The Goal of High-Speed Internet Across Canada: The Universal Broadband Fund
The internet remains an essential part of our lives. The COVID-19 pandemic has presented a stronger case for the internet’s critical role in people’s lives. The internet serves as a central tool, functioning as a way for people to connect with their social spaces.
The importance of the internet — especially high-speed internet — in the world we live in today, is a large driving force behind Canada’s Universal Broadband Fund: The Government of Canada’s plan to provide high-speed internet to all Canadians by 2030.
What is The Universal Broadband Fund (UBF)?
The Universal Broadband Fund, or UBF, is an investment from the Government of Canada to support high-speed internet across the country. “High-speed internet” is defined as internet access with at least 50 Megabits per second (Mbps) download speed, and 10 Mbps upload speeds.
$2.75 billion dollars will be put towards installing infrastructure dedicated to providing high-speed internet. This will be in the form of projects and programs, and for devices like satellites. The fund is projected to connect 98% of Canadians to high-speed internet by 2026, with 100% coverage by 2030.
What is the Digital Divide?
The gap between internet access in urban areas compared to their rural counterparts is called the “digital divide.” The COVID-19 pandemic especially made this divide more noticeable, with a lot of services transitioning online. For students, this may mean having to miss class; for employees, this may mean having to miss a meeting; for people in need of healthcare services, this may mean that they cannot connect with a healthcare professional.
In 2020, Josh Tabish at The Canadian Internet Registration Authority (CIRA) noted that Canadian internet service providers have neglected rural communities because they were not “worth it financially.” The UBF would help shoulder some of this cost that is demanded by internet service providers.
Who Lacks High-Speed Internet Access?
Almost 99% of Canadians living in urban areas have high-speed internet. However, this number is only 46% in rural areas, and only 35% within First Nations communities. For those who do have internet in those areas, the internet quality is often poor, yet more expensive.
Four years ago, the average price for 25 Mbps download speed and 3 Mbps upload speed was $88.02 CAD per month in rural communities; this price was $72.60 CAD per month for those who lived in urban communities. However, the price seems to have gone up overall: those in B.C.’s Chawathil First Nation during 2020 paid approximately $130 CAD per month for internet at 1 Mbsp download speed.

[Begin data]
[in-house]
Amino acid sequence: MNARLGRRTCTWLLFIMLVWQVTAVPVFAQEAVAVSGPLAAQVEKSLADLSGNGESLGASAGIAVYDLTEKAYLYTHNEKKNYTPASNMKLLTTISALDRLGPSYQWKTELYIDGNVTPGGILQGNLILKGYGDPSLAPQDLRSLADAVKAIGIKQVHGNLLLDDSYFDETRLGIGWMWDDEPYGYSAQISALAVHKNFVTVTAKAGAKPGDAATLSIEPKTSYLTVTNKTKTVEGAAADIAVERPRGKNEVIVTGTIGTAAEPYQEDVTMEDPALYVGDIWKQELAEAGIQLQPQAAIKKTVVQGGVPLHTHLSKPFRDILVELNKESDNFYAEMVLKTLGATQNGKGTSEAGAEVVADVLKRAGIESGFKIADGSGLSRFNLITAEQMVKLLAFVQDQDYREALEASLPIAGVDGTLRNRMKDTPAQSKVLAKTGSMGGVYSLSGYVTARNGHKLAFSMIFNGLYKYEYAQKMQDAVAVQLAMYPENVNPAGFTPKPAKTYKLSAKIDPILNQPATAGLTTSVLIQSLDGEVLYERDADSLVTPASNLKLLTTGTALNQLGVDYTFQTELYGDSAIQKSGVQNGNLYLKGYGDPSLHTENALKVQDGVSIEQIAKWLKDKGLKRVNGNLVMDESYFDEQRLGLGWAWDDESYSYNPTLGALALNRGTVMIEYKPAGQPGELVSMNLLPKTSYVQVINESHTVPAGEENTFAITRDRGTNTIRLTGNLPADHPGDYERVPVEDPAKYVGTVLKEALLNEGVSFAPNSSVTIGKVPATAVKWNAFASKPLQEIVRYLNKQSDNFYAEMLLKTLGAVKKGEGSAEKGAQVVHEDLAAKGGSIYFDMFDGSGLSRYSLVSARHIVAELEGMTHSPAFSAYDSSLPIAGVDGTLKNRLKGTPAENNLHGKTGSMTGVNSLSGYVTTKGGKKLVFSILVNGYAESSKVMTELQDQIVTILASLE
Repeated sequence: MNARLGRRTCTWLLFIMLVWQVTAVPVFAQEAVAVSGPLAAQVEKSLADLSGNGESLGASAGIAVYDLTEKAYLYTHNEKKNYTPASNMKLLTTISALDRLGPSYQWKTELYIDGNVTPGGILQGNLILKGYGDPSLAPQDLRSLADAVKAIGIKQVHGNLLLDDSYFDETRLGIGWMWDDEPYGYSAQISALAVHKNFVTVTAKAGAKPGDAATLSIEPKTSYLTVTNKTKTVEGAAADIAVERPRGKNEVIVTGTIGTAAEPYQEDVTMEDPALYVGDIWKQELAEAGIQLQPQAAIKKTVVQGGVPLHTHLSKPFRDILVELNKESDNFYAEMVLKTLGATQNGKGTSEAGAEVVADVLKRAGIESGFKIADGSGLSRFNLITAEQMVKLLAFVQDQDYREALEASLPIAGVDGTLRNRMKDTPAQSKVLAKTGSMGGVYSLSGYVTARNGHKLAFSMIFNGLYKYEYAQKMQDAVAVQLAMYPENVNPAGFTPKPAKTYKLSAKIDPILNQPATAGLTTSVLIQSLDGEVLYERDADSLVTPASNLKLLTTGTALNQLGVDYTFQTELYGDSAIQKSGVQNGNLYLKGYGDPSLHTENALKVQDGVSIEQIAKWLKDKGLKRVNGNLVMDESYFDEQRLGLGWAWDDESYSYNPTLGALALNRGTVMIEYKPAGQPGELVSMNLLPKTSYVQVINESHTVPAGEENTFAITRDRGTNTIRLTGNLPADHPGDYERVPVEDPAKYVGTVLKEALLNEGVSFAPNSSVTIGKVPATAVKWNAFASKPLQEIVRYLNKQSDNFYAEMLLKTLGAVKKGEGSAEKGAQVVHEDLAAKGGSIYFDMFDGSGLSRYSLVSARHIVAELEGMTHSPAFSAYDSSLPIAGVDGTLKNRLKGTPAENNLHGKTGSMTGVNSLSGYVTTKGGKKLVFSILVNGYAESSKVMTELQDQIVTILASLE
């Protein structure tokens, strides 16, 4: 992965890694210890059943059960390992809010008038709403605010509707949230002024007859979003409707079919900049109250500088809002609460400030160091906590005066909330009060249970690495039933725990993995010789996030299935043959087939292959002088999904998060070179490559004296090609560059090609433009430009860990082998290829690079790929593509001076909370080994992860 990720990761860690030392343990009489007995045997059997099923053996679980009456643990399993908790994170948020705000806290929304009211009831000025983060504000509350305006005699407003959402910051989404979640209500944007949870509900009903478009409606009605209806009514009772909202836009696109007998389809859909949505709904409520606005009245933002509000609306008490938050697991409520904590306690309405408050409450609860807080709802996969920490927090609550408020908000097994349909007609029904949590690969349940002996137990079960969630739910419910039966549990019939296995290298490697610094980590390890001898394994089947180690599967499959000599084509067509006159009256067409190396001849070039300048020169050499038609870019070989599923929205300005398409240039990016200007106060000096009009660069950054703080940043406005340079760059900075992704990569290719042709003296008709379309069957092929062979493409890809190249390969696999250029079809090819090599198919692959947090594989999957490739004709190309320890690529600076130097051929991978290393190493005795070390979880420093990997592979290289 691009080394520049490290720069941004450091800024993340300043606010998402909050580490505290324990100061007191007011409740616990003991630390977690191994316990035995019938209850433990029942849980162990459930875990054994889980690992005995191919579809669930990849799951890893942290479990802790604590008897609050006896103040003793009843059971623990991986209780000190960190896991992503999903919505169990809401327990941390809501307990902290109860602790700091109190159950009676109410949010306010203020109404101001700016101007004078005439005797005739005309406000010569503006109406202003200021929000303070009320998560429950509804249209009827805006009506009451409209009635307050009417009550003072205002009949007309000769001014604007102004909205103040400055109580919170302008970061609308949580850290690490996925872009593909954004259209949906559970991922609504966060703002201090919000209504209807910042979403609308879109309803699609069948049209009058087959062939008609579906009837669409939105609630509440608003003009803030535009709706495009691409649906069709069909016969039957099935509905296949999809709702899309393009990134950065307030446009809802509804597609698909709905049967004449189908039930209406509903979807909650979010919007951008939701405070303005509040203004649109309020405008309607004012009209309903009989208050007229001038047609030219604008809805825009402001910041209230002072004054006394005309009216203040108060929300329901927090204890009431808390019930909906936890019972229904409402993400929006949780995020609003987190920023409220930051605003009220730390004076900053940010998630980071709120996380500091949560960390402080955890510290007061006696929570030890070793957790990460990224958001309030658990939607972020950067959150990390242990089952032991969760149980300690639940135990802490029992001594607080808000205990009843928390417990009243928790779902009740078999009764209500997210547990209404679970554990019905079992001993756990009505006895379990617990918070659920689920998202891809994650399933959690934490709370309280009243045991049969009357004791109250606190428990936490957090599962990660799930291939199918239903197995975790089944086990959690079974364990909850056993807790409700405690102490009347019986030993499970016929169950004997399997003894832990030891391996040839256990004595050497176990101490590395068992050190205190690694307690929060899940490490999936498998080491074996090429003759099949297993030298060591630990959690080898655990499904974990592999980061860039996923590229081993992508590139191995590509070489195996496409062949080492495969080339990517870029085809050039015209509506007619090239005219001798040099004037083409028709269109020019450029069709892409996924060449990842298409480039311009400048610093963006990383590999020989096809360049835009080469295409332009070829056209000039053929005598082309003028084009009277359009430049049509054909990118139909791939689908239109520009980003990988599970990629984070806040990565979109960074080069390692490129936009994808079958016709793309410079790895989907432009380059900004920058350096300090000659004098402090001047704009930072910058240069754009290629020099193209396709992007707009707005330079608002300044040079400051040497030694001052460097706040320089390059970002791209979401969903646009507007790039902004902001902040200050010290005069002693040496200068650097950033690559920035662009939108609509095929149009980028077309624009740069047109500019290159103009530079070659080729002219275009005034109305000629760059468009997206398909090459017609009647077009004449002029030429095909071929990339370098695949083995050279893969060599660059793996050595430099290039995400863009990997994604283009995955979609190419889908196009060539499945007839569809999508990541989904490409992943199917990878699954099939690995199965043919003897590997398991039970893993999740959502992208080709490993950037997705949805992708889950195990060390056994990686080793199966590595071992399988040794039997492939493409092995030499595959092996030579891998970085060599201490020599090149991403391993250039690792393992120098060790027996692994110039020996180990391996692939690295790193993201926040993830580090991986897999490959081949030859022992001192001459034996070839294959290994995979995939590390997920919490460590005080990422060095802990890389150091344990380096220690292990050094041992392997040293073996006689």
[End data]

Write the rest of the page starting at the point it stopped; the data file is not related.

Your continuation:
The Future Goal
With 2030 eight years away, there is still time for improvement. The gaps in internet accessibility need to be addressed not only in location, but also price and quality.
Internet within rural communities lacks the improvement seen with its increasing pricey fees. In April 2020, CIRA found that internet download speeds in rural areas were 12 times slower than download speeds in urban areas. Hopefully the UBF will help Canadians within rural communities connect better, and with a quality that matches a more reasonable price.
Canadian Radio-television and Telecommunications Commission (CRTC). “2018 Communications Services Pricing in Canada.” Communications Monitoring Report 2019, Government of Canada, 21 Jan. 2020, https://crtc.gc.ca/eng/publications/reports/policymonitoring/2019/cmr2.htm. Accessed 17 Apr. 2022.
Innovation, Science and Economic Development Canada. British Columbians to Benefit from a Historic Plan with up to $830 Million toward Connecting All Remaining Rural Households in the Province to High-Speed Internet. Government of Canada, 8 Mar. 2022, https://www.canada.ca/en/innovation-science-economic-development/news/2022/03/british-columbians-to-benefit-from-a-historic-plan-with-up-to-830-million-toward-connecting-all-remaining-rural-households-in-the-province-to-high-.html. Accessed 17 Apr. 2022.
Innovation, Science and Economic Development Canada. Universal Broadband Fund. Government of Canada, https://www.ic.gc.ca/eic/site/139.nsf/eng/h_00006.html. Accessed 17 Apr. 2022.
“New Internet Performance Data Shows the Staggering Scale of Canada’s Urban-Rural Digital Divide.” Canadian Internet Registration Authority (CIRA), 8 May 2020, https://www.cira.ca/node/8736. Accessed 7 Apr. 2022.
Stewart, Briar. “How COVID-19 Worsens Canada’s Digital Divide.” CBC News, 23 Sept. 2020, https://www.cbc.ca/news/canada/british-columbia/covid-19-highlights-urban-rural-digital-divide-1.5734167. Accessed 7 Apr. 2022.